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March 2007 - Nr. 3


The Editor
In Canada, eh?
"A Matter of Trust"
KW & Beyond
More of KW & Beyond
The Threepenny Opera
Erhard Matthaes
Dick reports...
AutoShow 2007
Have a (Healty) Heart
Welcome Al Gore!
Sybille reports
Ham Se det jehört?
Toronto Mendelssohn Choir
Ewa Podles at Roy Thompson
Nathaniel Dett Chorale
April Listings
Good Shepherd Wins
The Blind Boys of Alabama
Don't Let The Pigeon...
Planet in Focus Call
Aretha Franklin
Red Elvis
Organics Growing in Ontario
Canada's Food Aid
VW Seeks to Tempt US Buyers
Tempelhof to be Closed
Transatlantic Ties
Baby Boom
Germany's Dirk Nowitzki

Red Elvis

German Documentary, Tom Hanks Movie about American Crooner aka "Comrade Rockstar"

Denver-born singer Dean Reed never made it big in the West, but in Moscow he was known as "Comrade Rockstar", and had a huge following in eastern Europe, South America, Iraq and Lebanon. His concerts were foot-stomping sell-outs from Santiago to Baghdad, Warsaw to Helsinki, Budapest to East Berlin in the 1960s and ‘70s.

But, in later years, with his career in decline, his marriage shaky and little prospect of his securing work if he returned to the US, a despairing Reed drove his car to a Berlin lake and drowned himself.

That was on June 17 1986. Now, some 20 years later, a documentary movie about the rise and fall of Reed, who was a friend of Salvador Allende, Yasser Arafat and Daniel Ortega, was recently screened at the Berlin International Film Festival. The 95-minute-long film, "Dean Reed - The Red Elvis", attracted a lot of attention from people living in the eastern half of the city, some of whom knew Reed personally and regularly attended his concerts 25 years ago.

A star in the GDR: Reed in 1977. Photos:

As the film’s director, Dresden-born Leopold Grün put it: "Reed’s life was a mosaic dominated by his longing for success and his naive political engagement at a time when the world was divided by two major ideologies."

By the time he was 23, the 1938-born Reed had dreams of becoming an Elvis Presley-style singer in the United States, and even recorded ballads and country-style protest songs on the Capitol label, albeit with little success. Yet when he discovered his records were selling well in Latin America he began touring extensively in Chile, Argentina, Bolivia and Brazil. By the late 1960s he was mobbed wherever he went, as Grün’s movie colourfully illustrates.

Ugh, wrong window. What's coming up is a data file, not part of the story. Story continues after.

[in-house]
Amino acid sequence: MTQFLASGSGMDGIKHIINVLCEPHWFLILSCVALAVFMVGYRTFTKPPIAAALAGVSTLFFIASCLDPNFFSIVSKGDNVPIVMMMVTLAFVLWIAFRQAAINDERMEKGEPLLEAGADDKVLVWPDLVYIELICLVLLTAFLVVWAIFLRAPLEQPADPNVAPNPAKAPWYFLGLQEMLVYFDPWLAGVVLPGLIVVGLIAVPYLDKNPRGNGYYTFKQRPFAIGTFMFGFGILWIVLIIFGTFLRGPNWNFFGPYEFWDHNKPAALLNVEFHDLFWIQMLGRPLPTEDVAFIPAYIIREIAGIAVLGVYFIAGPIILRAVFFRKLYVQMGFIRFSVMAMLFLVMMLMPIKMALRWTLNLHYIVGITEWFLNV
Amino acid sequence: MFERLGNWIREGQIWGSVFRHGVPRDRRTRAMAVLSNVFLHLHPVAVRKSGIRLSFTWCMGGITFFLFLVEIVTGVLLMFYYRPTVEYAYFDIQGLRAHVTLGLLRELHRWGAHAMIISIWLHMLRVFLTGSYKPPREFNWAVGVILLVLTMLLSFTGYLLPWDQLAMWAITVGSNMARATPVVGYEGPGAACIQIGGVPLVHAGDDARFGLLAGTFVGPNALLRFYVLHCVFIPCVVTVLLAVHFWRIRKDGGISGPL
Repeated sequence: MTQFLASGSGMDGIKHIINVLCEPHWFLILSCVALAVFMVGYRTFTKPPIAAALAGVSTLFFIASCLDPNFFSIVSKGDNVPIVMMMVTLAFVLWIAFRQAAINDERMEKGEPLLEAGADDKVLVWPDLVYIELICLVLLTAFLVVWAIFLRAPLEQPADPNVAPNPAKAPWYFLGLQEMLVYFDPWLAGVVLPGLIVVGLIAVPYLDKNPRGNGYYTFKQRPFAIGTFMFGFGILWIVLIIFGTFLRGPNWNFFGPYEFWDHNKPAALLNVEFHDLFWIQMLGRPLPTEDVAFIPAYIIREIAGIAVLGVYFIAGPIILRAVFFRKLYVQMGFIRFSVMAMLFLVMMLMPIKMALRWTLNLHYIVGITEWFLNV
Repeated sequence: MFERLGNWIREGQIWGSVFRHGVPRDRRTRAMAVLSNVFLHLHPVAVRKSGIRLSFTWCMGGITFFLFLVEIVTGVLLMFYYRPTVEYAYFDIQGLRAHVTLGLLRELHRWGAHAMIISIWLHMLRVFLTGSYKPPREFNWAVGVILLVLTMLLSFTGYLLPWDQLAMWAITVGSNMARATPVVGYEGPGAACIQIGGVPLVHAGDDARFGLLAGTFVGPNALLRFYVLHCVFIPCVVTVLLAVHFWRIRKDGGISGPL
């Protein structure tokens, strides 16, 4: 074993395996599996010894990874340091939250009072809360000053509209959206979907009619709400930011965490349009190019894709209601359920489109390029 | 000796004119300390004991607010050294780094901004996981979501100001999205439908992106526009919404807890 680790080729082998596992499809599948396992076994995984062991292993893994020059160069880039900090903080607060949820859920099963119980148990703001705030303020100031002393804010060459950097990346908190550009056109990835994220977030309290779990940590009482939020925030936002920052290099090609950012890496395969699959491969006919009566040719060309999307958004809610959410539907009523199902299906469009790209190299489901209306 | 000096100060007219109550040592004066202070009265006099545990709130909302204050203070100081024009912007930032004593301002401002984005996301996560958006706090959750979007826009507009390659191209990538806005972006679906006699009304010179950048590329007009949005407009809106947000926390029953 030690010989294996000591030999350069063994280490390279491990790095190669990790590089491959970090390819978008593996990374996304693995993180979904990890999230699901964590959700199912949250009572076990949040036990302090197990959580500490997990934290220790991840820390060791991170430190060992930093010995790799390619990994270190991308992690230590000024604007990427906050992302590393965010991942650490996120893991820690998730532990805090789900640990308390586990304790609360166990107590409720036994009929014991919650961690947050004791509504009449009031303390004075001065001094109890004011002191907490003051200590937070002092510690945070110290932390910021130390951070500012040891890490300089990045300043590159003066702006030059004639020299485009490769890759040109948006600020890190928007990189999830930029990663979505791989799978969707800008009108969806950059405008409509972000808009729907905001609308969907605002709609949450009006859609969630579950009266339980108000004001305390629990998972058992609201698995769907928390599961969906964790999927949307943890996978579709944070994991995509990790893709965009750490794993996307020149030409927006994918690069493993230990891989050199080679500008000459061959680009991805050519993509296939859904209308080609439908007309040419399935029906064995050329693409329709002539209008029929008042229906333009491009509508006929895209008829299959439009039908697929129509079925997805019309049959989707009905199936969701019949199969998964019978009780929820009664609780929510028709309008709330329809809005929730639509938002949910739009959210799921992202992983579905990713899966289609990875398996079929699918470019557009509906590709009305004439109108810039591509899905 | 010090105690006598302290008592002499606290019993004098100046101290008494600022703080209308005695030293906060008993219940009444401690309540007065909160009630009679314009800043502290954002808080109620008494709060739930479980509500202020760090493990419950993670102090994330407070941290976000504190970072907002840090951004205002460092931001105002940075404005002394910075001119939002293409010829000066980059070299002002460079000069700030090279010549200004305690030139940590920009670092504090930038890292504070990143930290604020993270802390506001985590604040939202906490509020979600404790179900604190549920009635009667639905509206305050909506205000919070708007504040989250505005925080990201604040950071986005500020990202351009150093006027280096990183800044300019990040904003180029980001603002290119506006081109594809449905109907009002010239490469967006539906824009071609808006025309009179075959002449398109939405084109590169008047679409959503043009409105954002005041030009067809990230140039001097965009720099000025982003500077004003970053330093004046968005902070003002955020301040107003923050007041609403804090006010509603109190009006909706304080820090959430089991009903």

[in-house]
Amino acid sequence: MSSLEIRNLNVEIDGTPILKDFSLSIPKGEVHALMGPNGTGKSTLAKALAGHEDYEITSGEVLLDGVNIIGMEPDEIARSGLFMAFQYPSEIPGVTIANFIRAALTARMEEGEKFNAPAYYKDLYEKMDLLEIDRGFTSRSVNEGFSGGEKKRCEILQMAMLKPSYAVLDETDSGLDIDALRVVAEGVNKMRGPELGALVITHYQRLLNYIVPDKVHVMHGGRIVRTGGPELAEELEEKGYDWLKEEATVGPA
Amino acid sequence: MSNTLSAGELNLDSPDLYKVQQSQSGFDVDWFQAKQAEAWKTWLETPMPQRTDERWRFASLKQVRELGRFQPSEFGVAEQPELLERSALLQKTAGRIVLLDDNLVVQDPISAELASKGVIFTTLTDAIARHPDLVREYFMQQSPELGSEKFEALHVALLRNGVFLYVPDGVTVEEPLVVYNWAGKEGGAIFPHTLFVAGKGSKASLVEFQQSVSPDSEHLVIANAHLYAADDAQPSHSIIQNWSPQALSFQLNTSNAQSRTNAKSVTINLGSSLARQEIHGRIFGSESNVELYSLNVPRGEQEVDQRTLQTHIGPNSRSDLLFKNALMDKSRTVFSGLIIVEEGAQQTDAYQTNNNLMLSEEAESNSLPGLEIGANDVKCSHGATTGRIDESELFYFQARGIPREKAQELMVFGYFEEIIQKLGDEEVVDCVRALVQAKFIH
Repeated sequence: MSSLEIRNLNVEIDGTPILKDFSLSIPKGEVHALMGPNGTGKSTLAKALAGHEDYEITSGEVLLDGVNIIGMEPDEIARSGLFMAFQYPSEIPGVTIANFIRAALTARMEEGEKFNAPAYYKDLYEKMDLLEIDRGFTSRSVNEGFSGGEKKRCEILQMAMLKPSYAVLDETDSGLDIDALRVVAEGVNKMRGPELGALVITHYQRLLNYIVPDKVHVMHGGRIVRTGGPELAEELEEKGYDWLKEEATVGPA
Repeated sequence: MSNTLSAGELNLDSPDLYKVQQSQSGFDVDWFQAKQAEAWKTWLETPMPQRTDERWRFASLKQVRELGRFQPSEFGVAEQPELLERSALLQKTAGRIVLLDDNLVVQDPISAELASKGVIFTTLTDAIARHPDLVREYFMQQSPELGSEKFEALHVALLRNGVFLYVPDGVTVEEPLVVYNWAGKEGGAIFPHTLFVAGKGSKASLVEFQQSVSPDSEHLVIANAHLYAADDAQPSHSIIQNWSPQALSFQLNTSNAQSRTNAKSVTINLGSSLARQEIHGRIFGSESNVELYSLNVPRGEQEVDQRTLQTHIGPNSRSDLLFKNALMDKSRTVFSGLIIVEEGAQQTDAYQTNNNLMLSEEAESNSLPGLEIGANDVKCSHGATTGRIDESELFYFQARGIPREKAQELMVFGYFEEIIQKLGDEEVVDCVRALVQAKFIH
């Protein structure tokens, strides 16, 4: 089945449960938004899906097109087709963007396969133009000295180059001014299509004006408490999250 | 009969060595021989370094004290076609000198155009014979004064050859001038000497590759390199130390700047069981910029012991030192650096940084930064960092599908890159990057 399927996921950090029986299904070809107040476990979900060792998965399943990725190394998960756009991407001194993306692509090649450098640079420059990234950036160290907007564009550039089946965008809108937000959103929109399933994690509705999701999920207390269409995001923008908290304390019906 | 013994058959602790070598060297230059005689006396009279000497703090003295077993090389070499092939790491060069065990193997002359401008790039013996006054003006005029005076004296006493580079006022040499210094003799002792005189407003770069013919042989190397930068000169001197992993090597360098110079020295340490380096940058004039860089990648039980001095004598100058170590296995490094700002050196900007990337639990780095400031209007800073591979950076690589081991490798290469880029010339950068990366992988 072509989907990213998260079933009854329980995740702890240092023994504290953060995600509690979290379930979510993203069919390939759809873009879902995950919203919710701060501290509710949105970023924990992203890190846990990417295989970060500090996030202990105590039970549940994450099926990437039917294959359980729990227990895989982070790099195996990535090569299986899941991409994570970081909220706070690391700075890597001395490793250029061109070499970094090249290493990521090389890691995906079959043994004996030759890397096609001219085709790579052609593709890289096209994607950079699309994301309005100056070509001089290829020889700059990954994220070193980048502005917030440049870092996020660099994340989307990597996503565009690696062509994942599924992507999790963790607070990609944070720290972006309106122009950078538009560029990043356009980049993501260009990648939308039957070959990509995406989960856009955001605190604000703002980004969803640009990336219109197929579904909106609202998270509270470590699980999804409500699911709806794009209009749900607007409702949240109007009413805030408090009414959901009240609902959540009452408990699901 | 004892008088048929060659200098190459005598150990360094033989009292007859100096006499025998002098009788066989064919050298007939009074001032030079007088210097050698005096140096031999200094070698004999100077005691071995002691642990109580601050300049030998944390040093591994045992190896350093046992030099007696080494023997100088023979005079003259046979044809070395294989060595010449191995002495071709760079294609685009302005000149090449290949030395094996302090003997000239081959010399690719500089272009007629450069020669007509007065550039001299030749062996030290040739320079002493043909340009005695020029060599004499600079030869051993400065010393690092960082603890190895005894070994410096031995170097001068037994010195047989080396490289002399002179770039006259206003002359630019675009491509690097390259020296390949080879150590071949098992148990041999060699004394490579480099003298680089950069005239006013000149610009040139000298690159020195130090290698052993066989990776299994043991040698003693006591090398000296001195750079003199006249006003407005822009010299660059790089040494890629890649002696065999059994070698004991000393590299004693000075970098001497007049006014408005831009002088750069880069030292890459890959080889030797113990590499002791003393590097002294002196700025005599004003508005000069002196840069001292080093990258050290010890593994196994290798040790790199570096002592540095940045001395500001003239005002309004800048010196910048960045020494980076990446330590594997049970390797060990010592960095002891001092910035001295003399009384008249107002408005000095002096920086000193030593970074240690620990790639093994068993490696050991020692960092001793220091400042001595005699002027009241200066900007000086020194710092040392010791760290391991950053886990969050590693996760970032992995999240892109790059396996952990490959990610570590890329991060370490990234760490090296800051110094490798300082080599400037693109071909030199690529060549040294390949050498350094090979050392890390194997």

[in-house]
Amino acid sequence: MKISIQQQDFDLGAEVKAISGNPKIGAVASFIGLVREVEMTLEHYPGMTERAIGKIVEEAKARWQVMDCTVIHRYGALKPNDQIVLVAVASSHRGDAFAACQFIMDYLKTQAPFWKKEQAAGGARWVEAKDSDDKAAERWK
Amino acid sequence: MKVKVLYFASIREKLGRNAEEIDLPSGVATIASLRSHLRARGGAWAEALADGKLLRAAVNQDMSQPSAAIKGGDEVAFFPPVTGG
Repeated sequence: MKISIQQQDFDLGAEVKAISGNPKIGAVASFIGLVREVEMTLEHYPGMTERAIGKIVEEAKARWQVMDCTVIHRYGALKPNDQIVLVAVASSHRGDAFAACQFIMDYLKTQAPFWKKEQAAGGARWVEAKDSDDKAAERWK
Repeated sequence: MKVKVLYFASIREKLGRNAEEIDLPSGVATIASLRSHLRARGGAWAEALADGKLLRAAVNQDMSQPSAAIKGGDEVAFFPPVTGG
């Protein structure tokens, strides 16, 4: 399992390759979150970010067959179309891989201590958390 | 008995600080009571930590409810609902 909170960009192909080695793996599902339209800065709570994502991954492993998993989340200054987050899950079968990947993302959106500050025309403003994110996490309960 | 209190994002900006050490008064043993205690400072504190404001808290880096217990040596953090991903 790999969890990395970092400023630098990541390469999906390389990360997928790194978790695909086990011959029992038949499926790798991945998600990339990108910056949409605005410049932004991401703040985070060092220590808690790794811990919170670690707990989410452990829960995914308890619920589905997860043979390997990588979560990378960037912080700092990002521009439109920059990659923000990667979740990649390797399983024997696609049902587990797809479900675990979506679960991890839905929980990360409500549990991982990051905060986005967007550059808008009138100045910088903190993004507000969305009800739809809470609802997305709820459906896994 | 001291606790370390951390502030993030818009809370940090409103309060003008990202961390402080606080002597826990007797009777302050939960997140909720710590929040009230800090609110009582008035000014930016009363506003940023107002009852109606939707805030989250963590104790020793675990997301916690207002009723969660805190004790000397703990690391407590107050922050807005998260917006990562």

Reed, the pacifist, ripened into a Marxist in the revolutionary climate of South America. He campaigned for Salvador Allende, and was pictured congratulating him at his inauguration ceremony as Chilean president in Santiago in 1973.

By 1974, Reed was performing in the Soviet Union and across eastern Europe. Interviewed in the film, Egon Krenz, who briefly succeeded Erich Honecker as East German head of state in late 1989, says that after Reed’s arrival in East Berlin in the early 1970s, he was told what would be expected of him. Soon Reed was busy visiting schools, factories and clubs, singing his protest songs and spreading the gospel of Marxism to young and old alike. In return, he enjoyed a privileged life, living in a lakeside bungalow in Schmöckwitz on the eastern outskirts of Berlin, for which he paid only a nominal rent.

Aside from family members, contemporaries featured in the documentary include acclaimed German actor Armin Müller-Stahl, Isabel Allende, director Celino Bleiweiss, Chilean Radio DJ Chucho Fernandez and American radio host Peter Boyles. Müller-Stahl talks about Reed’s immense popularity in the former East Germany at the time: "He had an audience here, and perhaps he could also have had one in America had he decided to stay there."

"For young East Germans Dean Reed was, with his charm and handsome looks, an American hero for us in cut-off East Berlin," said a middle-aged woman after seeing the film. "It didn’t matter that his voice was not that special. He’d chosen to live among us. We liked that."

But attitudes towards the singer eventually changed. People gradually tired of his voice, and his unquestioning loyalty to the Soviet Union. On a visit to the US in the mid-1980s, Reed upset Americans by swearing allegiance to Moscow while at the same time hinting that if folks were nice to him, he might even consider returning home for good. They weren’t. Following an appearance on CBS TV’s 60 Minutes show with famed anchorman Mike Wallace, furious American viewers called and wrote in to brand him a "Commie stooge".

Back in East Berlin, Reed’s third marriage, to East German actress Renate Blume, was in trouble. In a taped message made after the singer’s suicide, Blume’s voice is heard saying how, on two successive nights, she and Reed were involved in fierce arguments. The first night he tried slashing his wrists, the next night he left the bungalow in a temper with some of his belongings. That was, claimed the actress, the last she saw of him. Several days later his body was recovered from the lake, along with a suicide note.

Reed’s widow does not appear in the film. Grün says this is because the actress has sold the film rights to the Reed story to Oscar-winning Hollywood actor Tom Hanks, who plans to make a full-length feature film on the singer’s life. (dpa)


Dean Read, The Iron Curtain Elvis (Spiegel Online International), including photo gallery


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